When you walk downstairs from IKEA on Yonge Street, you will find the Radiant Pharmacy run by Winnie Li. Soon, the person behind the counter will be able to give you prescription medication even if you have not seen a doctor.
Ontario is rolling out a new policy later this year that allows pharmacists to treat and prescribe medication for 13 of the most common ailments, including rashes, pink eye, insect bites and urinary tract infections.
Some health-care experts are optimistic that this expansion will help patients access health-care services. However, some also fear the policy will create new issues.
“Many people in Toronto do not have a family physician, but they need urgent care for these types of minor ailments,” Li said in an interview.
“Therefore, I believe that for pharmacists being able to help these patients who are stranded in these kinds of situations, it is definitely better (for) the community as a whole.”
Watch: How will new powers for pharmacists affect health care?
Health-care workers’ shortage may play a role
Li believes that under the pressure of COVID-19 in the past few years, there has been a shortage of primary care staff on the community side. There are only so many pharmacists people can access, which could mean the new policy will have a limited impact.
According to the National Association of Pharmacy Regulatory Authorities, the number of registered pharmacists in Ontario will be 17,861 by 2023. But there are more than 15 million people in Ontario, meaning the number of pharmacists in Ontario is 0.1 per cent of the total population of Ontario.
The number of family doctors is also limited. According to a survey by the Ontario College of Family Physicians, 2.2 million Ontarians currently do not have a family doctor. At this rate, more than three million Ontarians will be without a family doctor by 2025.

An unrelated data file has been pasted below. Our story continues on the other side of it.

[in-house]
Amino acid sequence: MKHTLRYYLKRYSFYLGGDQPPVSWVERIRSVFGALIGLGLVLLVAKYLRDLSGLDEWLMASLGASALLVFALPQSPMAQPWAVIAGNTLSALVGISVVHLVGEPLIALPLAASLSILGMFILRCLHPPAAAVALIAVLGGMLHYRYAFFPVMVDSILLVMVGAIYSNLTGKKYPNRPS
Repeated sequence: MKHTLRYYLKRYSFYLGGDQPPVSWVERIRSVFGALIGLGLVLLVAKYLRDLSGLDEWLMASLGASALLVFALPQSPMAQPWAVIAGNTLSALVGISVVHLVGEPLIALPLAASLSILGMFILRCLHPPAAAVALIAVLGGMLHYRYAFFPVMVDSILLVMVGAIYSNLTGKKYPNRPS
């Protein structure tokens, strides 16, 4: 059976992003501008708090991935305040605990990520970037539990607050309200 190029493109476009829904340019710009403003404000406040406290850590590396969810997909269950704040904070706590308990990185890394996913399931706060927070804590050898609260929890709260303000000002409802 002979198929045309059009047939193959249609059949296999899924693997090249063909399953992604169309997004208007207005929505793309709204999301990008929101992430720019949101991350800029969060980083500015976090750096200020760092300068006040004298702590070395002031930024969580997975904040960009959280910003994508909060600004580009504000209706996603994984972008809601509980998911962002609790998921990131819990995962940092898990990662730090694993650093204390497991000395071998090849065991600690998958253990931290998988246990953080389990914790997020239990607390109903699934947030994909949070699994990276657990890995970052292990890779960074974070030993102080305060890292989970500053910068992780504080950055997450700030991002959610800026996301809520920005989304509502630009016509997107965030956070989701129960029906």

Part of the problem is that it’s difficult for pharmacists and doctors trained elsewhere to work here.
“It is very difficult for people who are trained in other jurisdictions to get registered,” said Raisa Deber, a professor at the University of Toronto whose research focuses on health policy in Canada.
Deber said via Zoom that every province in Canada has regulations for health-care workers. Take, for example, one of her students from Germany. This student is a registered nurse in Germany but cannot perform nursing services in Canada – unless he returns to nursing school in Canada.
Expanding pharmacists’ powers could have positive effect
Zubin Austin, a professor specializing in health services research at the University of Toronto, believes that the government’s liberalization of pharmacists’ scope of practice means that “there will be more qualified professionals to do tasks that fit with their education.”
But some critics have suggested the move may ultimately hurt the health-care system if pharmacists over-prescribe some medications.
New powers come with added pressure
Li, the pharmacist in downtown Toronto, puts much pressure on licenced pharmacists on the front line. But at the same time, she agrees with the new policy.
“I therefore think that for my pharmacy and for me, the new policy is favourable and constructive,” she said.
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